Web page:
A new study concludes that insertable cardiac monitors (ICMs) detect atrial fibrillation (AF) in stroke patients better than standard care.
Researchers at Campus Bio-Medico University (Rome, Italy), Klinikum Coburg (Coburg, Germany), and other institutions conducted a randomized, controlled study of 441 patients (40 years of age or older) to assess whether long-term monitoring with an ICM is more effective than conventional follow-up (control) for detecting AF in patients with cryptogenic stroke. Patients with no evidence of AF during at least 24 hours of electrocardiogram (ECG) monitoring underwent randomization within 90 days after the index event. The primary end point was the time to first detection of AF within six months.
The results showed that by six months, AF had been detected in 8.9% of patients in the ICM group, versus just 1.4% of patients in the control group, representing a 6.4 times benefit. In addition, the researchers found that compared to standard care—including ECGs, Holter monitors, and other short-term diagnostic tests—the ICM detected AF in 7.3 times more patients at 12 months, and 8.8 times more at 36 months. When followed for 36 months, 30% of the patients in the ICM arm had AF detected. The study was published on June 26, 2014, in the New England Journal of Medicine (NEJM).
“If we can pinpoint the cause of stroke, we then can apply the most appropriate treatment. As AF is often intermittent and asymptomatic, we can't rely on symptoms to decide who has AF or who needs ECG monitoring,” said study coauthor Prof. Johannes Brachmann, MD, chief of cardiology at Klinikum Coburg. “Continuous monitoring of the heart rhythm can help us find those stroke patients whose AF is often missed with short-term monitoring. This can be explained by the amount of time that passes between episodes.”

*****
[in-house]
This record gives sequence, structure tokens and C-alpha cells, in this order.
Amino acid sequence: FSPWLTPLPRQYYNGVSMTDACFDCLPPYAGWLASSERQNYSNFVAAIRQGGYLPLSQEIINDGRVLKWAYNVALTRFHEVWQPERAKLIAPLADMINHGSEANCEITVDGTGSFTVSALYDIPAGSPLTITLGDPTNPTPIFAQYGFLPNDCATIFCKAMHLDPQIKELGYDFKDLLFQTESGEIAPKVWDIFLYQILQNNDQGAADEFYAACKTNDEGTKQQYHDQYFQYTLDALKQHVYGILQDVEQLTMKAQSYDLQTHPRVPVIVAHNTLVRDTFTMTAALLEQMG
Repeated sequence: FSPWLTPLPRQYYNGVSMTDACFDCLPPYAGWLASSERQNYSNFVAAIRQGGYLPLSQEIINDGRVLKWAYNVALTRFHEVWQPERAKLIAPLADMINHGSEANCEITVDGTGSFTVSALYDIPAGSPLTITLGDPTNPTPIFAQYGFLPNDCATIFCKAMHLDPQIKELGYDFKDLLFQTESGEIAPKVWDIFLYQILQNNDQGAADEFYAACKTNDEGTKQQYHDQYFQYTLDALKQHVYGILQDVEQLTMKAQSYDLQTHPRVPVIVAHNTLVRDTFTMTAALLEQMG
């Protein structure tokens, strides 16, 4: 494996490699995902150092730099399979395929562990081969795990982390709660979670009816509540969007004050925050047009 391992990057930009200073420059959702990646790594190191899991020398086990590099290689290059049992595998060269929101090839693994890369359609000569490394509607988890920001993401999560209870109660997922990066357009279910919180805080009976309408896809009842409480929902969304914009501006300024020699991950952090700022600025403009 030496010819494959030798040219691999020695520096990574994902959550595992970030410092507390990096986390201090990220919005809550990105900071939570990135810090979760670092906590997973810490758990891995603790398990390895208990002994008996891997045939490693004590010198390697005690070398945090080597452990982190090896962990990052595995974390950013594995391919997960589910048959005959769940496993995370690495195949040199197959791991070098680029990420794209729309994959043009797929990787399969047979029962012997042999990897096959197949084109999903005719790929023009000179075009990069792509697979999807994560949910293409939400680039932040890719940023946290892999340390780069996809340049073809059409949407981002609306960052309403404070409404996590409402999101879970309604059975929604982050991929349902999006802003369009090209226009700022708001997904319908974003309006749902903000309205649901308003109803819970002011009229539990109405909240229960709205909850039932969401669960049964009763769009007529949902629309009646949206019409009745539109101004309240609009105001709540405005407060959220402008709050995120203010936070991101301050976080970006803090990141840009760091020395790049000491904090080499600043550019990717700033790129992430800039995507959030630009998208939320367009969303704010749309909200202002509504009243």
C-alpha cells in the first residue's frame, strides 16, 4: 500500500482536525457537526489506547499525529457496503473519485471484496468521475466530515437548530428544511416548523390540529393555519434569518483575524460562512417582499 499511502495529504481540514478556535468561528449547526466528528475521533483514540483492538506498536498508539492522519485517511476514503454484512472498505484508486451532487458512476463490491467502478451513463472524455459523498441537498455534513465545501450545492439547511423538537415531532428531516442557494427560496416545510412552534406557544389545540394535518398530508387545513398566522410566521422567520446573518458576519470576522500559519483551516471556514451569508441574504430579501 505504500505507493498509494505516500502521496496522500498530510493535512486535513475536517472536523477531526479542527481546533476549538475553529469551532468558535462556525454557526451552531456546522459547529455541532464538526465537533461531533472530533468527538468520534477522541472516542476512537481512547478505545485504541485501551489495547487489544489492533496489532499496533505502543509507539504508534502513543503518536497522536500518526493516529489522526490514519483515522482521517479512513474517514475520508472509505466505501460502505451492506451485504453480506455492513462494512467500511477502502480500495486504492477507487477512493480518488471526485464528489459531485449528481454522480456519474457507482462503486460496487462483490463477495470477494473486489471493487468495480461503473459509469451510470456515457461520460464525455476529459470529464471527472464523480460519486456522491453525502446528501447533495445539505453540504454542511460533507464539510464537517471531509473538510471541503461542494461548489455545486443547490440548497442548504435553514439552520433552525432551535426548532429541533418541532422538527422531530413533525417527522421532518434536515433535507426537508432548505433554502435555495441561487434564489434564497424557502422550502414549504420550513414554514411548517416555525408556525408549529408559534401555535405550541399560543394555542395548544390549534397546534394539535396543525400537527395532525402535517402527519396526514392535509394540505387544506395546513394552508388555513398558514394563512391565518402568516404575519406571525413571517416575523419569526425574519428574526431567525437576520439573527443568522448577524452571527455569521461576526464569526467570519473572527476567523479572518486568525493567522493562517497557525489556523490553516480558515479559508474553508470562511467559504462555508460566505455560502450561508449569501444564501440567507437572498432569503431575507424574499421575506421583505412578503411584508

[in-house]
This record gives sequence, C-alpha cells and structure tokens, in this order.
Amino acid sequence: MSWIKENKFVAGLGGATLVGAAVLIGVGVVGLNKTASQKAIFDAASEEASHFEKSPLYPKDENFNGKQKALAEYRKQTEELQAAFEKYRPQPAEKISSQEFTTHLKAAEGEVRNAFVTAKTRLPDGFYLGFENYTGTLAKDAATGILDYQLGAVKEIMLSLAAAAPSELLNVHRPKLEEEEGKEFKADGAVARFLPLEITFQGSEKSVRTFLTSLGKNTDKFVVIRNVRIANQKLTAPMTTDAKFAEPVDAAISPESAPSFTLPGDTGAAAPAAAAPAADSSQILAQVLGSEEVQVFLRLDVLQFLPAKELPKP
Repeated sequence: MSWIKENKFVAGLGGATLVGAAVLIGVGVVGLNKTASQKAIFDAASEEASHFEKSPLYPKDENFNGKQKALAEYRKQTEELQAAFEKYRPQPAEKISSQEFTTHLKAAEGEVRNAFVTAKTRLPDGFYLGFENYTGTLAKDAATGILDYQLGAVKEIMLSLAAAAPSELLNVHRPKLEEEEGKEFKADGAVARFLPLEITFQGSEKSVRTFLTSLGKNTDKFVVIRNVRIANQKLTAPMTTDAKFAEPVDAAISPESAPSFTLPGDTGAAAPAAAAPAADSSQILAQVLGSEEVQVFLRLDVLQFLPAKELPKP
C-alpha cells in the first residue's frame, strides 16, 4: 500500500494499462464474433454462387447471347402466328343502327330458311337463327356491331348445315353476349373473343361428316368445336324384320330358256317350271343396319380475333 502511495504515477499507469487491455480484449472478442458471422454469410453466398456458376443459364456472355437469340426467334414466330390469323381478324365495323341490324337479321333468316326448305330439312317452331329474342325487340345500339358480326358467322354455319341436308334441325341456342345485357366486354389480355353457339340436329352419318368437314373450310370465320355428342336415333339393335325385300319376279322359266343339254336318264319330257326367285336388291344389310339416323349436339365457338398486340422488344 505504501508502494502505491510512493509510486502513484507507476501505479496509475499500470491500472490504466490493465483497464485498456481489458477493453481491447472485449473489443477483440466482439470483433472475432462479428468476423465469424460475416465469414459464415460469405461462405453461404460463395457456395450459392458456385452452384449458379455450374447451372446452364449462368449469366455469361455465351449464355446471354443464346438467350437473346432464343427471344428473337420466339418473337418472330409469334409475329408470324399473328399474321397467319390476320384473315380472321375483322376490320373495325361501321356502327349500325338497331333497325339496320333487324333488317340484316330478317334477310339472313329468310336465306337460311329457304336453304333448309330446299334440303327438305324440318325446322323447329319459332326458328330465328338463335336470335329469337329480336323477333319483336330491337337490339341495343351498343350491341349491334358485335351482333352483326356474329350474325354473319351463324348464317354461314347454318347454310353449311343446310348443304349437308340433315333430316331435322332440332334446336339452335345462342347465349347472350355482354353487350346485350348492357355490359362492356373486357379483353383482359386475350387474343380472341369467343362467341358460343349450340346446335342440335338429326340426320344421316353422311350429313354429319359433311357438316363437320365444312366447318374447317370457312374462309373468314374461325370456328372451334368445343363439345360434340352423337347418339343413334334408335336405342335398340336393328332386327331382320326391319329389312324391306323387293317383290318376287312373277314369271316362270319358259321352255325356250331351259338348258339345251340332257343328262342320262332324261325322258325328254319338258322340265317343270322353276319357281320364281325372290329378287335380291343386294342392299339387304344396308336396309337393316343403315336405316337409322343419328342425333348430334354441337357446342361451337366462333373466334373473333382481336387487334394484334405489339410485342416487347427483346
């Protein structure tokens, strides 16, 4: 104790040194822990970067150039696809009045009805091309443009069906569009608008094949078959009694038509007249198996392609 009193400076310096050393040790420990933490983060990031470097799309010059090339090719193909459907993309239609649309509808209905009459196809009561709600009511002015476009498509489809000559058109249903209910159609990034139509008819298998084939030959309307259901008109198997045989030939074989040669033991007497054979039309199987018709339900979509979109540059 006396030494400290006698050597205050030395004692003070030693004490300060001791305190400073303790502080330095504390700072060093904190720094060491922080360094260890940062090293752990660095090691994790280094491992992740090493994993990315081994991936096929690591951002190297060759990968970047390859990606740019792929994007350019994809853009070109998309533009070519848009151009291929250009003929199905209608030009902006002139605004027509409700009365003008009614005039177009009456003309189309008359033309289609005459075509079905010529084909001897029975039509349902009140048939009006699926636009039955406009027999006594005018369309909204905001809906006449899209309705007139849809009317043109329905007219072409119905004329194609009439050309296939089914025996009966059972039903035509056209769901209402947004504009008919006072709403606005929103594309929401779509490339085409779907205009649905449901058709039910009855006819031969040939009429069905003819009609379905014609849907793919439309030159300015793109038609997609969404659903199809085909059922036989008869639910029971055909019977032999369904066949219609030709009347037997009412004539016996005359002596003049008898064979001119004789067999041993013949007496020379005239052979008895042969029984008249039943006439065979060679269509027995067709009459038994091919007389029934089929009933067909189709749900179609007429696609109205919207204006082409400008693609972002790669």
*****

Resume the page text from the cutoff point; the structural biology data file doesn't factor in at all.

For the study, the researchers used the Medtronic (Minneapolis, MN, USA) Reveal XT ICM, a comprehensive arrhythmia monitoring solution that automatically classifies rhythm types (atrial tachyarrhythmia/atrial fibrillation (AT/AF), ventricular tachyarrhythmia (VT), bradyarrhythmias, and more). The device helps monitors AT/AF burden to assess whether medical treatment is necessary or should be adjusted, as well as monitoring VT rhythm during atrial arrhythmias to assess the efficacy of rate control therapy.
The Reveal XT ICM has recently been superseded by the Reveal LINQ ICM system, which is approximately one-third the size of a standard AAA battery, and is placed just beneath the skin through a small incision of less than 1 cm in the upper left side of the chest.
Campus Bio-Medico University
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